Commanding and Defining. On Eugenio Bulygin's Theory of Legal Power-Conferring Rules

Gonzalo Villa Rosas
2017 Crítica. Revista Hispanoamericana de Filosofía  
This paper aims to explore two objections raised against Bulygin's second approach to the definition of the nature of legal power-conferring rules. According to the first objection, such an account is vague about what is defined by legal powerconferring rules qua constitutive rules. I maintain that this vagueness is rooted in the lack of a suitable definition of legal power. I shall be arguing for the reduction of the complexity of the definientia by defining legal power as a species of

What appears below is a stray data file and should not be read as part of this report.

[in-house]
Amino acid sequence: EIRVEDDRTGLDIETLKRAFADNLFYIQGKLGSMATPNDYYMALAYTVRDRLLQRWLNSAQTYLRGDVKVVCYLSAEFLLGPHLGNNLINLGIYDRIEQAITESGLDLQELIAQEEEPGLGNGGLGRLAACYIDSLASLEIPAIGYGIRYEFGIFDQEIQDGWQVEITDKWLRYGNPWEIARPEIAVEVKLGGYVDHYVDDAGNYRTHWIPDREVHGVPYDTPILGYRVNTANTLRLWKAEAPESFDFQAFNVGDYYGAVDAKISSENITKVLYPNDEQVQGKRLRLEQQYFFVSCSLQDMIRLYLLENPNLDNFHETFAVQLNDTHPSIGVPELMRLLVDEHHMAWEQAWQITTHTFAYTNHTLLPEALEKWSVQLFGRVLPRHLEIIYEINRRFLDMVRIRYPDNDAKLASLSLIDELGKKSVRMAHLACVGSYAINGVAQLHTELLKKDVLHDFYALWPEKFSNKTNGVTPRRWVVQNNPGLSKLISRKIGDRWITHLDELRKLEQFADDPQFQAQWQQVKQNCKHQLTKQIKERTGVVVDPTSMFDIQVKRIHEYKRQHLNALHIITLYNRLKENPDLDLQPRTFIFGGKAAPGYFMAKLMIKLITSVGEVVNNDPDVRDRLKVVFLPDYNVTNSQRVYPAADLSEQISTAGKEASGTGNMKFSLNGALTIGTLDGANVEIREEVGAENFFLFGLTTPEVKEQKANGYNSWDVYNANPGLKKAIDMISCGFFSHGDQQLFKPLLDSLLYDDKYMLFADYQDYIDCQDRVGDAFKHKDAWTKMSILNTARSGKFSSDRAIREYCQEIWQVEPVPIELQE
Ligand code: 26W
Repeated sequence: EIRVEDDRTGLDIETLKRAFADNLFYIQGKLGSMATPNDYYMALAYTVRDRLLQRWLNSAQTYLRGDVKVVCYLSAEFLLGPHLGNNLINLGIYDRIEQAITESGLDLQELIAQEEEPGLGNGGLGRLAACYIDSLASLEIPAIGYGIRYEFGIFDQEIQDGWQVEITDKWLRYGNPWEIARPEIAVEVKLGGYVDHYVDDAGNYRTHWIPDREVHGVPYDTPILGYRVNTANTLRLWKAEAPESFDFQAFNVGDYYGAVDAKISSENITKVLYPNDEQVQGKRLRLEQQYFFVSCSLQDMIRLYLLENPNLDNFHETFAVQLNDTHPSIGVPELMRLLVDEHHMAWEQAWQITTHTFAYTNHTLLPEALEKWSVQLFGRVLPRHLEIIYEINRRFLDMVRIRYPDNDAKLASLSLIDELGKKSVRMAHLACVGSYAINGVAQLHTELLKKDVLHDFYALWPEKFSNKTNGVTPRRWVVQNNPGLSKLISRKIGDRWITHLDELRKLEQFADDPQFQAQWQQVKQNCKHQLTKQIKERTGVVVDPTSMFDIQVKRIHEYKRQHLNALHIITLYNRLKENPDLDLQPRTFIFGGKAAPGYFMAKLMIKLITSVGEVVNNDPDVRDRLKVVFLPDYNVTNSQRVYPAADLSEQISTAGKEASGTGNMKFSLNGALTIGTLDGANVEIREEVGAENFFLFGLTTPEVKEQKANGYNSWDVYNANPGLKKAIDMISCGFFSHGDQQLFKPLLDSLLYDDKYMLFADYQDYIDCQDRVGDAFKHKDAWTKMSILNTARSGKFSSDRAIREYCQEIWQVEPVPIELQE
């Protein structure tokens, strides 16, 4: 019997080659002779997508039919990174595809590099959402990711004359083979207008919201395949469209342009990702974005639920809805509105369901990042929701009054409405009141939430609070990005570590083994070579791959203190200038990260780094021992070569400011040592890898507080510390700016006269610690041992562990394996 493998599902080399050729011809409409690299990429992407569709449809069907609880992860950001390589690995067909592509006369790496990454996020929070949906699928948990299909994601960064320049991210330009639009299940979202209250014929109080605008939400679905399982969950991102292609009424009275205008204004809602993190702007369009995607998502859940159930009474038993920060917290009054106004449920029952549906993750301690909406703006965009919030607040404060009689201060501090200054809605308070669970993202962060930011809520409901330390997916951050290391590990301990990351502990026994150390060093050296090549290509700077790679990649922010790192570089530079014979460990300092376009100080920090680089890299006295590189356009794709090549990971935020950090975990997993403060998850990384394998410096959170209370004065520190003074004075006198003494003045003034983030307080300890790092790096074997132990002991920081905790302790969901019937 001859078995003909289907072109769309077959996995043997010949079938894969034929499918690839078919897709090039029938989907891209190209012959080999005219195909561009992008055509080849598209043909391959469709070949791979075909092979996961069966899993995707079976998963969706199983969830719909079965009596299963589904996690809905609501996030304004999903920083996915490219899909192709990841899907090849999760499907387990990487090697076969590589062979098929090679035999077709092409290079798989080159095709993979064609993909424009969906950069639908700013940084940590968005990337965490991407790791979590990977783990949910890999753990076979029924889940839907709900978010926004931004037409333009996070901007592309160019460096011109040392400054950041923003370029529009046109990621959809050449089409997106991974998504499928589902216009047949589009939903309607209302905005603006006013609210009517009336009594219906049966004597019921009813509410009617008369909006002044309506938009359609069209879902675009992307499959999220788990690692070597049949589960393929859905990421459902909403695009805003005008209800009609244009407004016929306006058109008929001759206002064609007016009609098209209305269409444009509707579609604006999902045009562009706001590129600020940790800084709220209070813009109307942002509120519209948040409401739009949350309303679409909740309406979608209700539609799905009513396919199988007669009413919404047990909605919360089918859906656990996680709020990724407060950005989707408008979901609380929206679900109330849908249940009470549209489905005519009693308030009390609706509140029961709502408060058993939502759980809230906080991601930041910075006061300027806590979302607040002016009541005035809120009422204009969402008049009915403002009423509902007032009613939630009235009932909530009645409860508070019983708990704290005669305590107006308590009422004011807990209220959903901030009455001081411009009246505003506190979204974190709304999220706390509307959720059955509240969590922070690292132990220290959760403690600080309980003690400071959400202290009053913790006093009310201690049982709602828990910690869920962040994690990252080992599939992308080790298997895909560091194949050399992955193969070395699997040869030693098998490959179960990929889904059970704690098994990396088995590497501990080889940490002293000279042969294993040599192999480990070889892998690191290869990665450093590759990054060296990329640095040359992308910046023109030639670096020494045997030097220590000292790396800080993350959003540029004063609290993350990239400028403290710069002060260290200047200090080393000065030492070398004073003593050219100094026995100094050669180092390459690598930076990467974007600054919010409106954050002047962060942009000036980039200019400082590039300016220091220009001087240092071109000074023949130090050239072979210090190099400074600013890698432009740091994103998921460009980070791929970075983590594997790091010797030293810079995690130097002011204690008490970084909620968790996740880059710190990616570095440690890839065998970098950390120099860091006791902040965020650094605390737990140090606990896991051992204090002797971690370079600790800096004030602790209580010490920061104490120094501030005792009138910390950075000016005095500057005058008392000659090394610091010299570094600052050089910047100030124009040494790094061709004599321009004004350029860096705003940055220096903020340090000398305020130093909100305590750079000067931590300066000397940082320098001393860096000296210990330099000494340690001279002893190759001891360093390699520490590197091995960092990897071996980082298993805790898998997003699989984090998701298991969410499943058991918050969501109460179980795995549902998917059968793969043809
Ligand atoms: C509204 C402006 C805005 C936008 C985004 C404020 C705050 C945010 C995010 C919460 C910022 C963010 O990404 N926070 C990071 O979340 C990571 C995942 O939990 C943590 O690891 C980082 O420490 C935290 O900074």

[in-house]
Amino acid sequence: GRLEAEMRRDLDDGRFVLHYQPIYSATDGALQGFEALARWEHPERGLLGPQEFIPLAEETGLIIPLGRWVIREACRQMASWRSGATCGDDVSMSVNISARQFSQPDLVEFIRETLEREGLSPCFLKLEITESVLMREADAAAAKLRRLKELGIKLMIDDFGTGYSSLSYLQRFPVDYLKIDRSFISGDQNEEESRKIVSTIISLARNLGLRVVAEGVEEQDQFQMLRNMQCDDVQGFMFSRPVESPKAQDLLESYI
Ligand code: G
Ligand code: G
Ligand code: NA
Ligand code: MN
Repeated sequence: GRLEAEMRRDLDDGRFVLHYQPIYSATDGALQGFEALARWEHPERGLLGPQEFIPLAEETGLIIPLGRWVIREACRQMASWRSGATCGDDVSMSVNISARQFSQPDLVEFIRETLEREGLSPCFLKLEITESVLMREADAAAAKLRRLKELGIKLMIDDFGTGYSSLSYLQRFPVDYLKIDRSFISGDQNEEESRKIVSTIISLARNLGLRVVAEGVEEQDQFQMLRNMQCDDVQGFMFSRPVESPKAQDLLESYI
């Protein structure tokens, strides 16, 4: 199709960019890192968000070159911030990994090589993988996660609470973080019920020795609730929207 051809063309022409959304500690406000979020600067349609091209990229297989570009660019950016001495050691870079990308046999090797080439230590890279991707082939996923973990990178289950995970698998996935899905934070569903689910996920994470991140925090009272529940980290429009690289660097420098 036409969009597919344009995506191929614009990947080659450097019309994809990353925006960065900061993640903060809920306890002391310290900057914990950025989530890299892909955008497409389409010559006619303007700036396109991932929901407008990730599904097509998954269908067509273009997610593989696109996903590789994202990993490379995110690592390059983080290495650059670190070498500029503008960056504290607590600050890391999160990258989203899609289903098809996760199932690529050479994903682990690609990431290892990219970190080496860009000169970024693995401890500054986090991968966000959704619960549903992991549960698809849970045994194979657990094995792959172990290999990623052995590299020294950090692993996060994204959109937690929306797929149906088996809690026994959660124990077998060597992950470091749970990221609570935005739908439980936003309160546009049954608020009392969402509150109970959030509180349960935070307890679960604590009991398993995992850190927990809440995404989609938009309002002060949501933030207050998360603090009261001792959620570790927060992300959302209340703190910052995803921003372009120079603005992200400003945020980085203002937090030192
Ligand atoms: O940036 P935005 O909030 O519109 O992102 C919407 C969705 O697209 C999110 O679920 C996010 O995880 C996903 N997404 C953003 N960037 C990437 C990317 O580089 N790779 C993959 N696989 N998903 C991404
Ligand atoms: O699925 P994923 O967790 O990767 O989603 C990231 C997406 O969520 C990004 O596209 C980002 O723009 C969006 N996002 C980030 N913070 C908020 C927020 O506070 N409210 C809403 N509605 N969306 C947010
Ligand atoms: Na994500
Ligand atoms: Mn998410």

more » ... species of competence. According to the second objection, this non-reductive approach cannot explain the normativity of this kind of rules. Against this approach, it argues that legal powerconferring rules perform a deontic and a definitional function as constitutive rules of legal practice.
doi:10.22201/iifs.18704905e.2017.182 fatcat:koturooupbhy7jjghvi6hxorma